Kerry’s trip to Asia puts the spotlight on an unlikely China rival

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Kerry’s trip to Asia puts the spotlight on an unlikely China rival

Of all the nightmares Chinese President Xi Jinping figured he would have to face, a resurgent Japan Inc. surely wasn’t among them.

A major slowdown in the Chinese economy? Yes. Social instability? Absolutely. Debilitating pollution? Check. Rampant corruption eating away at the Communist Party’s legitimacy? You bet. An economically vibrant Japan emboldened to challenge China for leadership in Asia? Hardly. With an assertive Shinzo Abe at the helm, though, Japan may be poised to do just that, in ways that could upend the dynamics of Asia’s future.

The emphasis here is on “may.” For all the excitement over “Abenomics,” it’s still a vague and unimaginative blueprint to end Japan’s 20-year funk. Still, let’s say the optimists prove right and Abe ends deflation and restores Japan’s economic clout in the region. It’s doubtful that the steady, “peaceful” rise to dominance envisioned by China includes sharing power with a renascent Japan. The Japanese recovery the world has long sought could well make Asia a much more dangerous place.

This is the minefield into which John Kerry will wander as he embarks on his maiden trip to Asia as U.S. secretary of state. In Seoul yesterday, Kerry was set to grapple with North Korea’s threats and try to reassure a key U.S. ally. In Beijing and Tokyo after that, he will encounter Asia’s budding cold war firsthand.

Kerry’s Beijing stop will be contentious as he prods Chinese officials to rein in Kim Jong-un, revise currency policies and shut down an army of hackers. Tokyo will be a love fest, with Abe keen on strengthening the U.S.-Japan alliance.

The yen’s 22 percent plunge against the U.S. dollar over the past six months, a drop that began with Abe’s candidacy, is bad news for Chinese exporters. While China’s economy is bigger, Japan’s still generates $5.9 trillion worth of output and features a stable of globally active technology, transport and pharmaceutical companies. Amid weak global growth and rising Chinese wages, a more competitive Japan could reclaim the export-market share that China now takes for granted. By opening the monetary floodgates as never before, Abe’s new Bank of Japan chief, Haruhiko Kuroda, could push the yen much lower still. China might even feel compelled to devalue the yuan, which would enrage the U.S.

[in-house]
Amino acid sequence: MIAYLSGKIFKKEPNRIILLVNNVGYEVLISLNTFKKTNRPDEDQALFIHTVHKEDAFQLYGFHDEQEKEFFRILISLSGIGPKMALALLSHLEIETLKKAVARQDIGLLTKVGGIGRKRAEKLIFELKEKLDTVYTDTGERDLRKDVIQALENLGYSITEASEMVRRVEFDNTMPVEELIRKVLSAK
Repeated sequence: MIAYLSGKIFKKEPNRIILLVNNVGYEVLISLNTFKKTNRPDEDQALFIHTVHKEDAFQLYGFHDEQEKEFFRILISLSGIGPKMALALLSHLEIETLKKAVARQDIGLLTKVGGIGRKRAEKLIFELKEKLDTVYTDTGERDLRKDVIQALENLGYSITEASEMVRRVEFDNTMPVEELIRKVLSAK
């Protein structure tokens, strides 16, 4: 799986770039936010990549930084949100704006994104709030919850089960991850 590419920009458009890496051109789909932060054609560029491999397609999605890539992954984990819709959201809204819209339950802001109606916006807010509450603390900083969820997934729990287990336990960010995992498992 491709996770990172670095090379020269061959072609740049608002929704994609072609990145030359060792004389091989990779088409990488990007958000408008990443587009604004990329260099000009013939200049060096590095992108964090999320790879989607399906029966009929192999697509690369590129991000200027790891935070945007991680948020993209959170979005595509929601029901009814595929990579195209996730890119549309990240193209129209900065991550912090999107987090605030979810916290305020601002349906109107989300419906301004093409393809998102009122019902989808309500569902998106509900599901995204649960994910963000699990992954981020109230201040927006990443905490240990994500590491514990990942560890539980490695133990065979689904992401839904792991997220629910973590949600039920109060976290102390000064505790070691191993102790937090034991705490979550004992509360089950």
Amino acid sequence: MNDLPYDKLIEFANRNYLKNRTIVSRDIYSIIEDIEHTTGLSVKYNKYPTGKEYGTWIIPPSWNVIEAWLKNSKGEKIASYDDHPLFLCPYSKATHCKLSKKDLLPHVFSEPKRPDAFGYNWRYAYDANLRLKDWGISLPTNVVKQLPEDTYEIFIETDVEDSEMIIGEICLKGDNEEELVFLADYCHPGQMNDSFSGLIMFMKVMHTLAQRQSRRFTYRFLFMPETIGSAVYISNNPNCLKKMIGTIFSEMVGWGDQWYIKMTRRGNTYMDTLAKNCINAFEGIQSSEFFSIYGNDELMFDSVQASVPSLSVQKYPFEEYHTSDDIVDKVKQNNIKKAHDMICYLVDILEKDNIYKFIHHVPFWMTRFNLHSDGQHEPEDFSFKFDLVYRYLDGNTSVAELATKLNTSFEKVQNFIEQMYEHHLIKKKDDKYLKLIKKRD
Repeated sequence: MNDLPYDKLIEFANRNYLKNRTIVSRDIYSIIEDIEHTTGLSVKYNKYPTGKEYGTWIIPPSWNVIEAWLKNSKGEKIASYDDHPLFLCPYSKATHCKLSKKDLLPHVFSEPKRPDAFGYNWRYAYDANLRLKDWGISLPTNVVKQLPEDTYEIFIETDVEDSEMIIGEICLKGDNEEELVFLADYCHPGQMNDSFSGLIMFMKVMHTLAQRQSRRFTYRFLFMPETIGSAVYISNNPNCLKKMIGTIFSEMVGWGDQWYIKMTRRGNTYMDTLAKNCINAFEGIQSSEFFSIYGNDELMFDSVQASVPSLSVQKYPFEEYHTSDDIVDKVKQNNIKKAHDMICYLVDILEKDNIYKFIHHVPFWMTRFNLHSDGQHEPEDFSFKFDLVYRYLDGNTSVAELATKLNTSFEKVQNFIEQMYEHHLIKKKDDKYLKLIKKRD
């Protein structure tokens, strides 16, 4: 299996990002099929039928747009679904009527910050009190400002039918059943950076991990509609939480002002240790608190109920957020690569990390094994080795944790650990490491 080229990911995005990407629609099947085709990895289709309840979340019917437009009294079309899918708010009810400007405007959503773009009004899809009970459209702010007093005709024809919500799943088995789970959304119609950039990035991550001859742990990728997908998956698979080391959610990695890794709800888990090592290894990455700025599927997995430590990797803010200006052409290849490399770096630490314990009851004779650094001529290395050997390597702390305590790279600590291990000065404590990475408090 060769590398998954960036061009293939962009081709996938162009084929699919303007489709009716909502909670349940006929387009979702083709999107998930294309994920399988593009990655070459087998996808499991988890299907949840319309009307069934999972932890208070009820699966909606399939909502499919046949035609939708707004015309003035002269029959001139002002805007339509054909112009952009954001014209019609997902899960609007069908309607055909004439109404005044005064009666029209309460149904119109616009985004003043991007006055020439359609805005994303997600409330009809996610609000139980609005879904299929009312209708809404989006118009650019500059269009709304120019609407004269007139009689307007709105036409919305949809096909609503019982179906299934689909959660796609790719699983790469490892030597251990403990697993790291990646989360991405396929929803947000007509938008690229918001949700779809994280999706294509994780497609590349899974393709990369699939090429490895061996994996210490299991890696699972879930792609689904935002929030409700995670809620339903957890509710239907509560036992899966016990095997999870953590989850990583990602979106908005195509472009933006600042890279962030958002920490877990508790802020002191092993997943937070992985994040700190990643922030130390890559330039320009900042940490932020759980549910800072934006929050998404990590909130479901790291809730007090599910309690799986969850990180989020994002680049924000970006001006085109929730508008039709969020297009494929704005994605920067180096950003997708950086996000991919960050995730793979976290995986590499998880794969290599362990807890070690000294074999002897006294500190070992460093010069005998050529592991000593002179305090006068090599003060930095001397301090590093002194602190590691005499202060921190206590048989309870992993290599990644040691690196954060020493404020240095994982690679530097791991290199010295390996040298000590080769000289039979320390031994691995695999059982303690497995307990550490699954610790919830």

Even more than Japan’s gross domestic product, though, the confidence that a recovery would lend to Abe, who has never forgotten his nationalist roots, is something that Xi should fear.

It’s hard to exaggerate how devastated the political establishment in Tokyo was to see China’s economy surpass Japan’s in 2010. That Japan shares the same credit rating as China is a sore point for the conservative lawmakers who make up Abe’s Liberal Democratic Party. Abe is anxious to restore the pride drained by two decades of economic stagnation, and in the postwar period before that. Visiting Washington in February, he pledged to “bring back a strong Japan.”

Anyone who thinks this process will go smoothly is dreaming. “This could be destabilizing in the region and further undermine prospects for improving relations,” says Jeff Kingston, the head of Asian studies at the Tokyo campus of Temple University.

It also would complicate U.S. President Barack Obama’s pivot toward Asia. No economic relationship is more important than that between the U.S. and China, the “Group of Two.” Yet no friendship in the region matters more to Washington than its bond with Tokyo.

As Kerry traverses the region this weekend, he’s sure to seek some kind of diplomatic mechanism for scaling down tensions on the Korean Peninsula. He should worry just as much about reconciling the ambitions of North Asia’s two giants, before the region faces a true nightmare.

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